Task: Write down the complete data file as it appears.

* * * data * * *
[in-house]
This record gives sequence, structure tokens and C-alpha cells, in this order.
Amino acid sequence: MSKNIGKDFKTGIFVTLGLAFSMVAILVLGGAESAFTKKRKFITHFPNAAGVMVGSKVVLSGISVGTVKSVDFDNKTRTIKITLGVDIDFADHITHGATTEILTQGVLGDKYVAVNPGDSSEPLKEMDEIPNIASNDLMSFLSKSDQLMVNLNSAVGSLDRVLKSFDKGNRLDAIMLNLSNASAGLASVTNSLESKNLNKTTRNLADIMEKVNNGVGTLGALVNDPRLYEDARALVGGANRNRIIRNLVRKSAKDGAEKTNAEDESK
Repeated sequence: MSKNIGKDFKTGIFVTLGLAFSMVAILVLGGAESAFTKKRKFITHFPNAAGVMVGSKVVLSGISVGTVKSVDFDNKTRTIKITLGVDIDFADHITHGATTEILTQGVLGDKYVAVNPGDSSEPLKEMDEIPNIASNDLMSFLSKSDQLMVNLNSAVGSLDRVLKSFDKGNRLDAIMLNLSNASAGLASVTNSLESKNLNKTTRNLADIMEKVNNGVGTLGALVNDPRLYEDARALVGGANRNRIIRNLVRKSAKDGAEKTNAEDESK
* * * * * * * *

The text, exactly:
[in-house]
This record gives sequence, structure tokens and C-alpha cells, in this order.
Amino acid sequence: MSKNIGKDFKTGIFVTLGLAFSMVAILVLGGAESAFTKKRKFITHFPNAAGVMVGSKVVLSGISVGTVKSVDFDNKTRTIKITLGVDIDFADHITHGATTEILTQGVLGDKYVAVNPGDSSEPLKEMDEIPNIASNDLMSFLSKSDQLMVNLNSAVGSLDRVLKSFDKGNRLDAIMLNLSNASAGLASVTNSLESKNLNKTTRNLADIMEKVNNGVGTLGALVNDPRLYEDARALVGGANRNRIIRNLVRKSAKDGAEKTNAEDESK
Repeated sequence: MSKNIGKDFKTGIFVTLGLAFSMVAILVLGGAESAFTKKRKFITHFPNAAGVMVGSKVVLSGISVGTVKSVDFDNKTRTIKITLGVDIDFADHITHGATTEILTQGVLGDKYVAVNPGDSSEPLKEMDEIPNIASNDLMSFLSKSDQLMVNLNSAVGSLDRVLKSFDKGNRLDAIMLNLSNASAGLASVTNSLESKNLNKTTRNLADIMEKVNNGVGTLGALVNDPRLYEDARALVGGANRNRIIRNLVRKSAKDGAEKTNAEDESK